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Capitalism has been the most dynamic force for economic progress in history. Over the past century, it has delivered billions of people out of miserable poverty, raised living standards to once-unimaginable heights and enabled an unprecedented flourishing of productive creativity. But among young Americans, it finds itself on trial.
The University of Chicago's GenForward Survey of Americans age 18 to 34 finds that 62 percent think "we need a strong government to handle today's complex economic problems," with just 35 percent saying "the free market can handle these problems without government being involved."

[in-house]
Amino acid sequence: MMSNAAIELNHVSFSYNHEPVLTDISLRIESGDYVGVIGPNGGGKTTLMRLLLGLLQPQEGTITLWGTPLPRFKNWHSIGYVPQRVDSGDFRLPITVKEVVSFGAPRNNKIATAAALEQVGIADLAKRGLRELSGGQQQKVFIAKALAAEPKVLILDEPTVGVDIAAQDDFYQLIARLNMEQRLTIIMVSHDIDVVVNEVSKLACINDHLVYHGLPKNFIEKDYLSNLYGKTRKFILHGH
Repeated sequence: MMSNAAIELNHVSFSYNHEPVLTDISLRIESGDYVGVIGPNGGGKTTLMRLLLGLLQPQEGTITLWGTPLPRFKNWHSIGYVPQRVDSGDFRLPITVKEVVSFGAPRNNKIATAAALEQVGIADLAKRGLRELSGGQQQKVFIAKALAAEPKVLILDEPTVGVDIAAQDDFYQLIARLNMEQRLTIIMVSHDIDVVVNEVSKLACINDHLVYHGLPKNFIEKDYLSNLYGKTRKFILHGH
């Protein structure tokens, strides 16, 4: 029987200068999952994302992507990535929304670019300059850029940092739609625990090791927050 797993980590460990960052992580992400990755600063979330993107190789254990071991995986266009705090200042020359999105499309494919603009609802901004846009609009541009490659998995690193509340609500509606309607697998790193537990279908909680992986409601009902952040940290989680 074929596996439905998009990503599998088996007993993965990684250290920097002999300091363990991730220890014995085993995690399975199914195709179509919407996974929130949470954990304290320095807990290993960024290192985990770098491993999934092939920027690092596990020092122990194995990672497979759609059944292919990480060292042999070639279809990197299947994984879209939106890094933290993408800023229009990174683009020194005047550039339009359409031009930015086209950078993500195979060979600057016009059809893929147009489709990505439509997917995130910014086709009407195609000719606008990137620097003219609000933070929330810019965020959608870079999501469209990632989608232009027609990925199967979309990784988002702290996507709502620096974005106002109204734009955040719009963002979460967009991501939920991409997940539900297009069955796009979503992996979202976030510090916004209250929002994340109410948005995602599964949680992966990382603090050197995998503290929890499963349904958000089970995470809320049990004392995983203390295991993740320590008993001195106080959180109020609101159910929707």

Overall, 49 percent in this group hold a favorable opinion of capitalism — and 45 percent have a positive view of socialism. Socialism gets higher marks than capitalism, though, from Hispanics, Asian-Americans and African-Americans. Sixty-one percent of Democrats take a positive view of socialism — and so do 25 percent of Republicans.
Contrast the millennials' opinions with those of their parents. A survey last year found that only 26 percent of baby boomers would prefer to live in a socialist country. Among young people, the figure was 44 percent.